This is a shower diverter valve, found in the plumbing section of the hardware store. It can handle typical home water line pressures, and in our case is being used to vent the pilot volume. It has 1/2" IPS threaded fittings. The female fitting (the common line) will lead to our tank, while the pump and check valve will go on one of the legs. Depends if you want your blaster set up like a pistol or an XBZ.
 
Tank Assembly

20160701_175637.jpg
 
In front of the trigger valve, add your threaded fitting, then carefully push the 7/8" diameter rubber washer. This acts as the rear seat for the piston, just to keep it from going back too far. Next, insert a stub of Sch.80 1/2" PVC. Add your 1 1/4" x 1/2" PVC bushing to that.

20160701_175707.jpg

You can slide the piston into the Sch40 at this point. THE NYLON GOES FIRST.

For my firing tank, I used a 1 1/4" PVC tee, with a bushing assembly at the bottom to reduce the outlet to 1/4" threaded, so that a gauge or OPRV can be added.
 
20160701_175817.jpg

The front PVC bushing had a 1 1/4" OD, 1/4" ID rubber washer glued in place. This is the surface the rubber on the dart head seals against.
 
20160701_175905.jpg

And after that, you're done! Be sure to use solvent weld on the PVC, and thread tape on the trigger valve and various threaded fittings.

 

Finished Blaster
 
20160701_183439.jpg

 

So far, it's been very easy to hit 90' consistently with a 4 dart hopper, and an operating pressure of 30psi.

 

To operate, make sure the diverter valve is in the correct position (the end of the switch sticking out indicates which leg is connected to the common). Pump up the blaster, then depress the valve switch to fire.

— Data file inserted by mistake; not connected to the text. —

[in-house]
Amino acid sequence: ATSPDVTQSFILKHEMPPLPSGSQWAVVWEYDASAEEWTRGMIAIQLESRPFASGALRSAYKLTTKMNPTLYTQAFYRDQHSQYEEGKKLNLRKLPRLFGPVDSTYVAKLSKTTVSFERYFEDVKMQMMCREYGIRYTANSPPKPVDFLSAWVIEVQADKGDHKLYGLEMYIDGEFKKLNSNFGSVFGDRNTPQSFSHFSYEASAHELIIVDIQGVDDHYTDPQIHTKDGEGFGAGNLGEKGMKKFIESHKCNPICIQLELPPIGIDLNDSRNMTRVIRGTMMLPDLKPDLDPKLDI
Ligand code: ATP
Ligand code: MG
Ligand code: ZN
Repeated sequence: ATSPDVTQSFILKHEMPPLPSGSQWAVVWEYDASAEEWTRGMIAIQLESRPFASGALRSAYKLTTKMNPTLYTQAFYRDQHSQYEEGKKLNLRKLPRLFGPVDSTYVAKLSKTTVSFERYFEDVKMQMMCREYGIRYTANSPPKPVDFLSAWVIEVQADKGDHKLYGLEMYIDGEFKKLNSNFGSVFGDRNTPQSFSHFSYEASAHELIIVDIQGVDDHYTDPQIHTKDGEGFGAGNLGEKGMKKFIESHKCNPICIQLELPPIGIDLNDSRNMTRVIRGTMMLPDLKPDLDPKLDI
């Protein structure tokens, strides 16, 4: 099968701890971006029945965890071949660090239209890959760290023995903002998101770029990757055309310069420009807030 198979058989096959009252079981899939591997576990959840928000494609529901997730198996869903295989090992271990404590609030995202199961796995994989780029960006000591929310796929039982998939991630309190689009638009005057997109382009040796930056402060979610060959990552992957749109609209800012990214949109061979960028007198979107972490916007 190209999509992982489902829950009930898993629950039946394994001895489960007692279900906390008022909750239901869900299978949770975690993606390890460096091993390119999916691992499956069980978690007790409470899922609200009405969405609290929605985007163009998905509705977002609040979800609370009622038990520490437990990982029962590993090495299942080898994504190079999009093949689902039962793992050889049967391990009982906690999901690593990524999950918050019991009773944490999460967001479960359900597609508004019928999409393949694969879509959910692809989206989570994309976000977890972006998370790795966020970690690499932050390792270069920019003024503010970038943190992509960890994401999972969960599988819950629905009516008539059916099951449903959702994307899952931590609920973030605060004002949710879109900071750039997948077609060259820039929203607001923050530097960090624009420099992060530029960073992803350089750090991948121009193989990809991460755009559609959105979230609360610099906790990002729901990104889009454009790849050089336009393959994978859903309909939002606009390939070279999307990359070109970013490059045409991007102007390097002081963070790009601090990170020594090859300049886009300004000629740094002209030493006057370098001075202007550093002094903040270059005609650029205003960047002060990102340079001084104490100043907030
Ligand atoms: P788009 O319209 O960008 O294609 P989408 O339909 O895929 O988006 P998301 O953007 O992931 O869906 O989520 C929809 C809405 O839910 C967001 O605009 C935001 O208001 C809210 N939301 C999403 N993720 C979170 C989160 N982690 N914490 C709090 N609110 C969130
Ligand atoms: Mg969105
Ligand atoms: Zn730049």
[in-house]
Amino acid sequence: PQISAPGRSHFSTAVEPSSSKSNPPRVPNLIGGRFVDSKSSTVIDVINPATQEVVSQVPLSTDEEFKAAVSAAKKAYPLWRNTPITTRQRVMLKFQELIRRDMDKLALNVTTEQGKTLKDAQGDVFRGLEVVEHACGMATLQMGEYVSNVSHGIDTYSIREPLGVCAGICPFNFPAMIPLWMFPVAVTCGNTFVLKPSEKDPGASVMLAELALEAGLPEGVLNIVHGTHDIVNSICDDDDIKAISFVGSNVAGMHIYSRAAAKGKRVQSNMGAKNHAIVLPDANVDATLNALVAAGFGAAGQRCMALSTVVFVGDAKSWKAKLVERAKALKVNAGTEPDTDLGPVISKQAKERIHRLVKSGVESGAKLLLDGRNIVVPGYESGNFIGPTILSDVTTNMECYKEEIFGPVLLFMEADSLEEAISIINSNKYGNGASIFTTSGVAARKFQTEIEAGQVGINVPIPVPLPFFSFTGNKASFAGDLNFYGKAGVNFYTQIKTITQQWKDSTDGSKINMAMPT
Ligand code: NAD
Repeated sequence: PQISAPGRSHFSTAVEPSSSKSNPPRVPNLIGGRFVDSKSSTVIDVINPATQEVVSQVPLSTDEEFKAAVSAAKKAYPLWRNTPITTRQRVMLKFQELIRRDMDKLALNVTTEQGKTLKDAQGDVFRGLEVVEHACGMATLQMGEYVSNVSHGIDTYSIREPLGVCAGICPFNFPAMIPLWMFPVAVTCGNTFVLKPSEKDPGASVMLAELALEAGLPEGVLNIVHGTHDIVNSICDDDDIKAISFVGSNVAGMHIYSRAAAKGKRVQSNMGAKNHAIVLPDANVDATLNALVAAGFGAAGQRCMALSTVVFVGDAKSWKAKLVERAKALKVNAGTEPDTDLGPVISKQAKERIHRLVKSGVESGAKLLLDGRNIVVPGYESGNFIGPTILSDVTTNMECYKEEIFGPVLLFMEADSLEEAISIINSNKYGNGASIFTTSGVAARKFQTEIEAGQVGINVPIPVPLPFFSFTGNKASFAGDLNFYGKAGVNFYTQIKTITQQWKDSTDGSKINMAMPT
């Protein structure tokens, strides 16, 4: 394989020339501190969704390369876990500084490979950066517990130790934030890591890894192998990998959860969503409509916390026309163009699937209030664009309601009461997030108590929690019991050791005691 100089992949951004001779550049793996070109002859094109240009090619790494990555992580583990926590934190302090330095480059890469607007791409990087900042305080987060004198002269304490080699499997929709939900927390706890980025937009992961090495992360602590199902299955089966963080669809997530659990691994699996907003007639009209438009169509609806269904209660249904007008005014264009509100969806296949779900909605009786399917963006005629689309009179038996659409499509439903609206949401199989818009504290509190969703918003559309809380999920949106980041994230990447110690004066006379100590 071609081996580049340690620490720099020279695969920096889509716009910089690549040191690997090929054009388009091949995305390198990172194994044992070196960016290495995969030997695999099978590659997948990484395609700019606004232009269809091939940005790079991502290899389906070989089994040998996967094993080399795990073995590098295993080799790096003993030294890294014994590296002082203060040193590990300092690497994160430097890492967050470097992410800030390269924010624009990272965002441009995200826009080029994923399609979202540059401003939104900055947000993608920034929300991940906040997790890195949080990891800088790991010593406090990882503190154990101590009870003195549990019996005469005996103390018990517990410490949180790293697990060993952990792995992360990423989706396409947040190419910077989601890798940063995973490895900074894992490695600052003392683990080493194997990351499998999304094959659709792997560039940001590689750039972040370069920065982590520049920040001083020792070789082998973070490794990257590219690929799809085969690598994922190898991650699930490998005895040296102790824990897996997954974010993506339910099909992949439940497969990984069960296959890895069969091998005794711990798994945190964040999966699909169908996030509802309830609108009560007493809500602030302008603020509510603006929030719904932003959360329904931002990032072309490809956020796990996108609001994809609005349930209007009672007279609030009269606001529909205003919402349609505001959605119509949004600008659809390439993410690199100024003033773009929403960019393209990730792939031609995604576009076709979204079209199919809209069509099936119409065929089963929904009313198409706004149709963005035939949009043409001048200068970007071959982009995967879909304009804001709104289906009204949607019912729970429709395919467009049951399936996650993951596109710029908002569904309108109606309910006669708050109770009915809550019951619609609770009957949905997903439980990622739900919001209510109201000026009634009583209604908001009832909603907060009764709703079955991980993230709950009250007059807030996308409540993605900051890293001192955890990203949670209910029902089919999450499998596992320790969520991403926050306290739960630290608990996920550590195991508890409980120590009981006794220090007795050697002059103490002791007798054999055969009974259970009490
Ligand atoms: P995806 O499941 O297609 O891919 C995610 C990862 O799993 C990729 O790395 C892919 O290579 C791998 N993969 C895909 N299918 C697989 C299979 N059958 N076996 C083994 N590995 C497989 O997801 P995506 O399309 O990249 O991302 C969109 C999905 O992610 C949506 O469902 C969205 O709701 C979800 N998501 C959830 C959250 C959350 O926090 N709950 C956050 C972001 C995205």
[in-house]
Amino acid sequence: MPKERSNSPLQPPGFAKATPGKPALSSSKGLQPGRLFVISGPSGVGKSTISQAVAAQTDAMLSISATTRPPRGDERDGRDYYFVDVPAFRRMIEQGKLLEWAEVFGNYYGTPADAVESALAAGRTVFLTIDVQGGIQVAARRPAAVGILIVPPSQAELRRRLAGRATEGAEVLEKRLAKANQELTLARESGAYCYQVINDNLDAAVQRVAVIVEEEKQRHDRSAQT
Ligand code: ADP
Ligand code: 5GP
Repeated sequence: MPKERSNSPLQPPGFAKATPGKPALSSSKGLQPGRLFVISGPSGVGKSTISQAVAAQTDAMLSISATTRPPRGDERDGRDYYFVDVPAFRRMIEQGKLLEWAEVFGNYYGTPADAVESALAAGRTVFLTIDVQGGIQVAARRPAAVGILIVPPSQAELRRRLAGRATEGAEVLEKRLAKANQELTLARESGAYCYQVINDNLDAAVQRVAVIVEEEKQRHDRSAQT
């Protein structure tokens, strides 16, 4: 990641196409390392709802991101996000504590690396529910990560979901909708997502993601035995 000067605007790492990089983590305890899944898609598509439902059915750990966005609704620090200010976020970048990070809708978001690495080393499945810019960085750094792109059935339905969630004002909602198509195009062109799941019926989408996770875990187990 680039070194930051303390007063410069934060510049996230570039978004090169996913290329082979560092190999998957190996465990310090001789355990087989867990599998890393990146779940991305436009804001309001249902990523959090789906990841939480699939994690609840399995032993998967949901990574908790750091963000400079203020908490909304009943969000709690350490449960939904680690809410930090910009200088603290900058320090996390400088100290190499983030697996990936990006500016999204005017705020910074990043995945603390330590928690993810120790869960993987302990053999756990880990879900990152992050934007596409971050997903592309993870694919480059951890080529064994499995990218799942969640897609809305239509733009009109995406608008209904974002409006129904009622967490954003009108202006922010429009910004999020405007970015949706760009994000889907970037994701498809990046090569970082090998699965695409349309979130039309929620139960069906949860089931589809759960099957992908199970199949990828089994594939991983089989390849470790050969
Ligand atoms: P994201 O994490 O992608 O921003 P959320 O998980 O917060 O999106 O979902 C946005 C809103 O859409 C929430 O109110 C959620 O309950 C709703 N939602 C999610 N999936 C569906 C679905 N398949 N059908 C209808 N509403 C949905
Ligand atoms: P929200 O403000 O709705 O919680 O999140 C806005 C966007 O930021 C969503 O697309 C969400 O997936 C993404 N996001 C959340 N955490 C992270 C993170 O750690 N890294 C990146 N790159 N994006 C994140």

Improvements: spring-loading the diverter valve, and adding a real trigger.


Edited by Buffdaddy, 01 July 2016 - 10:56 PM.

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#2 CaliforniaPants

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Posted 01 July 2016 - 08:13 PM

what? nothing here is explained very well at all.


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trans as shit because fuck you


#3 The2ndBluesBro

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Posted 01 July 2016 - 08:16 PM

I found the only use for Boomco stuff! Seriously, though, this is pretty cool. Not sure if its supposed to be a write-up, but it's nice that homemade airguns are getting safer and more advanced.
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#4 Langley

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Posted 01 July 2016 - 10:02 PM

what? nothing here is explained very well at all.

 

Yeah, I don't disagree with that, but I think I get it.  It would help if the parts list were included, but it could definitely be explained better.